And, now, to prove the second point: Why are the couplings, consequences, and implications of extracts more [p. For two reasons. First, the extracted characters are more general than the concretes, and the connections they may have are, therefore, more familiar to us, having been more often met in our experience. Think of heat as motion, and whatever is true of motion will be true of heat; but we have had a hundred experiences of motion for every one of heat. Think of the rays passing through this lens as bending towards the perpendicular, and you substitute for the comparatively unfamiliar lens the very familiar notion of a particular change in direction of a line, of which notion everyday brings us countless examples.

    The other reason why the relations of the extracted characters are so evident is that their properties are so few , compared with the properties of the whole, from which we derived them. In every concrete total the characters and their consequences are so inexhaustibly numerous that we may lose our way among them before noticing the particular consequence it behooves us to draw. But, if we are lucky enough to single out the proper character, we take in, as it were, by a single glance all its possible consequences.

    Thus the character of scraping the sill has very few suggestions, prominent among which is the suggestion that the scraping will cease if we raise the door; whilst the entire refractory door suggests an enormous number of notions to the mind. Take another example. I am sitting in a railroad-car, waiting for the train to start. It is winter, and the stove fills the car with pungent smoke.

    The brakeman enters, and my neighbor asks him to "stop that stove smoking. But, if the passenger had been an acute reasoner, he, with no experience of what that stove always did, might have anticipated the brakeman's reply, and spared his own question. Had he singled out of all the [p. Thus a couple of extracted characters, with a couple of their few and obvious connections, would have formed the reasoned link in the passenger's mind between the phenomena, smoke stopping and car moving, which were only linked as wholes in the brakeman's mind.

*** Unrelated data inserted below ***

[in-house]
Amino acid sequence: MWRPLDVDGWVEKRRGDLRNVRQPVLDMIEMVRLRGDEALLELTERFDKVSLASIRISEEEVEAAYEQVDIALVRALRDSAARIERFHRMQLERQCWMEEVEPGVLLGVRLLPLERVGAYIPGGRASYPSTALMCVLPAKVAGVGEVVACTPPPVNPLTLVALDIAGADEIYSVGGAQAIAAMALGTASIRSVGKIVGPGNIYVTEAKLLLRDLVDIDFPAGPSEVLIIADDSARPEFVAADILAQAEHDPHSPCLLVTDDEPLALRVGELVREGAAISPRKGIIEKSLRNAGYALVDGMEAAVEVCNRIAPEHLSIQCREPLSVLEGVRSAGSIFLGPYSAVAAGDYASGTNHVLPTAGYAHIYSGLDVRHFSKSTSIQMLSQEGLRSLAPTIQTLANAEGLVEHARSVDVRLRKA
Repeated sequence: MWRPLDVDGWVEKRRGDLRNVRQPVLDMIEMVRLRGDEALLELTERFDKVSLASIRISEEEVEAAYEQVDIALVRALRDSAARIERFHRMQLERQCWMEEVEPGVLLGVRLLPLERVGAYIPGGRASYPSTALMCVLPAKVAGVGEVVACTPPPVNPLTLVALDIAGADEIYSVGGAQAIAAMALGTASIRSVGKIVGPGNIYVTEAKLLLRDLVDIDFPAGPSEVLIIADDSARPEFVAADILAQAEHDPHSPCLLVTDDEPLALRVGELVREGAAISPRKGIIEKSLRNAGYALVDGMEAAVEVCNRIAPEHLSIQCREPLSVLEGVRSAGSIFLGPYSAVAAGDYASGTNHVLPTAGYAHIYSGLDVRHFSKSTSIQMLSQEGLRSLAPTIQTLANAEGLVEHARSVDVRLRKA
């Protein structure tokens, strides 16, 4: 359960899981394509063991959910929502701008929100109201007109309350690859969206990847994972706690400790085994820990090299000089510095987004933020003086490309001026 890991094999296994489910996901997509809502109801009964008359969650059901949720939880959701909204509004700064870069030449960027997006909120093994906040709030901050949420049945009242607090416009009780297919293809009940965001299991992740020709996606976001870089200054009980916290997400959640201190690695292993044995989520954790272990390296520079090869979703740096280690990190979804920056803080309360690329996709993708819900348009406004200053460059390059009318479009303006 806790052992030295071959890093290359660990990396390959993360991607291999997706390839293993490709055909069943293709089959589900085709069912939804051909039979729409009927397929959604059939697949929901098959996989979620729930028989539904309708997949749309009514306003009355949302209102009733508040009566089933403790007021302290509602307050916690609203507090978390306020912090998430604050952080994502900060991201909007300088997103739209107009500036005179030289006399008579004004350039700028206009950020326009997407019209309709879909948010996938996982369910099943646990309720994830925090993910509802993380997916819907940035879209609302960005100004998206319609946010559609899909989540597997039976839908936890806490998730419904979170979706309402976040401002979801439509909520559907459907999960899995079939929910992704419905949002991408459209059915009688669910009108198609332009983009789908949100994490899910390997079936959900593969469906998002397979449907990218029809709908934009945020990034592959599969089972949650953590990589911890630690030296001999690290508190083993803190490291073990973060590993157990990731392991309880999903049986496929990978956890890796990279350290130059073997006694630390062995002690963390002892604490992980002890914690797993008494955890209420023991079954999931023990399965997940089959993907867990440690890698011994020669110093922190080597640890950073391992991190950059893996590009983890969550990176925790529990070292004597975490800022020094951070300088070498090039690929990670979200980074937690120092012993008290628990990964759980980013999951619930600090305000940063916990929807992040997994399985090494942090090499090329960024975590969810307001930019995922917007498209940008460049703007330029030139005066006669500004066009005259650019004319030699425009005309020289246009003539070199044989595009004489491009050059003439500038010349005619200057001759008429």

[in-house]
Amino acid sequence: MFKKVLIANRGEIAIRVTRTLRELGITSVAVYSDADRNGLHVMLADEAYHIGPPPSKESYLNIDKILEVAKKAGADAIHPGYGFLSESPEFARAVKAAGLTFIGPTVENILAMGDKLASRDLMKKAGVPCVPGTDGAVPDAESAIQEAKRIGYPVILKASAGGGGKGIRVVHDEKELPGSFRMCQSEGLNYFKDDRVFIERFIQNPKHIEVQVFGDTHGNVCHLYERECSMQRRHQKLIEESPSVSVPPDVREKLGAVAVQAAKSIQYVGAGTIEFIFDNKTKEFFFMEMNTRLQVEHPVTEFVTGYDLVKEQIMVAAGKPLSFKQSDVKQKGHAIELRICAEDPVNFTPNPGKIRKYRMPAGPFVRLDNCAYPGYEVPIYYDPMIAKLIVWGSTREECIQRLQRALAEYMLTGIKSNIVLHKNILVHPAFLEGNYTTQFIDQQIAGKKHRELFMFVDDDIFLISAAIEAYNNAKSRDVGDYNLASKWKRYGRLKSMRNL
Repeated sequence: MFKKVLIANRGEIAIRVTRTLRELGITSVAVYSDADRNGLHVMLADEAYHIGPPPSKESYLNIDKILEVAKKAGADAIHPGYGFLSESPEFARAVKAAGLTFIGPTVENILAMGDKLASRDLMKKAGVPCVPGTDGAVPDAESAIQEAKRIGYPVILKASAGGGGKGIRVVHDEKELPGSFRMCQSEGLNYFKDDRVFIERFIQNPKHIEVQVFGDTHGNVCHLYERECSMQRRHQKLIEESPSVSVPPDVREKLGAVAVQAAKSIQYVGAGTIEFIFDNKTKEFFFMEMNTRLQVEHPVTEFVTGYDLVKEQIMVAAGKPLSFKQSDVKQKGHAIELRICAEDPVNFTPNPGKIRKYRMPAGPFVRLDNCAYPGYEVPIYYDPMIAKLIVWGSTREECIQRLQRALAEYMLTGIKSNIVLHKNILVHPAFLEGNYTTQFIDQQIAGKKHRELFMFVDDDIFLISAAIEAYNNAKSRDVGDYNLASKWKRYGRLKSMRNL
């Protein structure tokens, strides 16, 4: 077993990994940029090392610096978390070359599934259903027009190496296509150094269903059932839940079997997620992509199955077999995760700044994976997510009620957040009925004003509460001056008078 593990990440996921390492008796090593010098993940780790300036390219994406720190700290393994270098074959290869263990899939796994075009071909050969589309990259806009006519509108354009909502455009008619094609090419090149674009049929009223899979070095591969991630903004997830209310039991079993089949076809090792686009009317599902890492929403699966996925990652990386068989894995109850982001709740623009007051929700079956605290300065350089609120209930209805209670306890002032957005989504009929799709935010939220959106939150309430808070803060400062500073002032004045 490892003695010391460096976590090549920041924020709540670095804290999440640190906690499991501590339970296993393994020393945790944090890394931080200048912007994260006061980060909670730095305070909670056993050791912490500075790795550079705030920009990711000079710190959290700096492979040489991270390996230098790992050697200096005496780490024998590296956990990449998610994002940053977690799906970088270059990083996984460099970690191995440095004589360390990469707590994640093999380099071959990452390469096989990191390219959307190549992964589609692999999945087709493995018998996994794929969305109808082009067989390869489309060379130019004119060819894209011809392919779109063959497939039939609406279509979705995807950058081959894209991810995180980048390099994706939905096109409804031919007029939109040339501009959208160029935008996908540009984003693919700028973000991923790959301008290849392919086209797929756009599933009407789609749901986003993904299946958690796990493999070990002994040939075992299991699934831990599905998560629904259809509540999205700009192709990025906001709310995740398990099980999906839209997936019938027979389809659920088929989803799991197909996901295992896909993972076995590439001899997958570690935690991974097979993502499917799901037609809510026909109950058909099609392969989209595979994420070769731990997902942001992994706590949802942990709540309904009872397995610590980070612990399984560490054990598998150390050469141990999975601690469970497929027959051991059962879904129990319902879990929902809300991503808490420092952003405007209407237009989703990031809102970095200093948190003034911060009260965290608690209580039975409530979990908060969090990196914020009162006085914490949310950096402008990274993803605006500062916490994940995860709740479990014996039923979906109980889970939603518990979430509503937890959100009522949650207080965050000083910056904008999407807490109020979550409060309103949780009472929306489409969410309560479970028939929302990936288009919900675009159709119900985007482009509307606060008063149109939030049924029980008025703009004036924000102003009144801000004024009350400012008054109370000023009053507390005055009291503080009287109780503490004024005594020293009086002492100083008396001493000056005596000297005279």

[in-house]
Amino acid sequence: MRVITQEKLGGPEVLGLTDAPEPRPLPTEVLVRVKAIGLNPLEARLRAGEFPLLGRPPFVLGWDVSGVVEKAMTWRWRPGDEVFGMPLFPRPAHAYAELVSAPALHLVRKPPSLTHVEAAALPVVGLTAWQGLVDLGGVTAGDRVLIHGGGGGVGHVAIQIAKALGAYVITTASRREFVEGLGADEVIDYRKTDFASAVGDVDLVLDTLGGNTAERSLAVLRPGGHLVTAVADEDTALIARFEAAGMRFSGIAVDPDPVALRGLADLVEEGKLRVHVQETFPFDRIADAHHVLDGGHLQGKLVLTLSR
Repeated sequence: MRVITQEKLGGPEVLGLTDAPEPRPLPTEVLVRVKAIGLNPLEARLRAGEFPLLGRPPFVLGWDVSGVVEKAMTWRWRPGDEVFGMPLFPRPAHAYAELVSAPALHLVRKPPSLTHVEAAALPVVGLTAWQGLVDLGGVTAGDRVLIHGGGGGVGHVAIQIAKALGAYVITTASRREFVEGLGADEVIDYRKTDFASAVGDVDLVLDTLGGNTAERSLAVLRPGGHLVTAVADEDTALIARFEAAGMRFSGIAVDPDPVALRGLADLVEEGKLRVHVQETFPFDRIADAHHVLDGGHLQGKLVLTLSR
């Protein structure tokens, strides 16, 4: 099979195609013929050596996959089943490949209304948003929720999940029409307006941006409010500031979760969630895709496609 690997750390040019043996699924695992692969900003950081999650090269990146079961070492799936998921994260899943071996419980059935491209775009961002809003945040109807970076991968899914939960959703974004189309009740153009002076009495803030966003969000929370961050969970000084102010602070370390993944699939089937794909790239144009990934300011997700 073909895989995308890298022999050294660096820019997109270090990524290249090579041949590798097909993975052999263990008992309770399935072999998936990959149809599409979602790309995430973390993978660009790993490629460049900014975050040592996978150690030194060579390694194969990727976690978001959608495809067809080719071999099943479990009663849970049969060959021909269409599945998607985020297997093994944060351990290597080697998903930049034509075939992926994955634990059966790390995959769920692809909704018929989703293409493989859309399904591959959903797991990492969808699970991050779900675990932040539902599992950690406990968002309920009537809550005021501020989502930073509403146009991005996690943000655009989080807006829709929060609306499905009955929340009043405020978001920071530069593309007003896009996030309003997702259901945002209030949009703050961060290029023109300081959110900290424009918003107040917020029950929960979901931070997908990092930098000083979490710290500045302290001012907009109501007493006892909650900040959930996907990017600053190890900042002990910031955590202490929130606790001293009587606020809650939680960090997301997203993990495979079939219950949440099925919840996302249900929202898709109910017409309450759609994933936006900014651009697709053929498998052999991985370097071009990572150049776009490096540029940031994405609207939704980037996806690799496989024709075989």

Such examples may seem trivial, but they contain the essence of the most refined and transcendental theorizing. The reason why physics grows more deductive the more the fundamental properties it assumes are of a mathematical sort, such as molecular mass or wave-length, is that the immediate consequences of these notions are so few that we can survey them all at once, and promptly pick out those which concern us. To reason, then, we must be able to extract characters, -- not any characters, but the right characters for our conclusion.

    If we extract the wrong character, it will not lead to that conclusion. Here, then, is the difficulty: How are characters extracted, and why does it require the advent of a genius in many cases before the fitting character is brought to light? Why cannot anybody reason as well as anybody else? Why does it need a Newton to notice tile law of the squares, a Darwin to notice the survival of the fittest?

    To answer these questions we must begin a new research, and see how our insight into facts naturally grows. All our knowledge at first is vague. When we say that a thing is vague, we mean that it has no subdivisions ab intra , nor precise limitations ab extra ; but still all the forms of thought may apply to it. It may have unity, reality, externality, extent, and what not -- thinghood , in a word, but [p. It has no subdivisions in his mind, unless, perhaps, the window is able to attract his separate notice.

    In this vague way, certainly, does every entirely new experience appear to the adult. A library, a museum, a machine-shop, are mere confused wholes to the uninstructed, but the machinist, the antiquary, and the bookworm perhaps hardly notice the whole at all, so eager are they to pounce upon the details. Familiarity has in them bred discrimination. Such vague terms as 'grass,' 'mould,' and 'meat' do not exist for the botanist or the anatomist.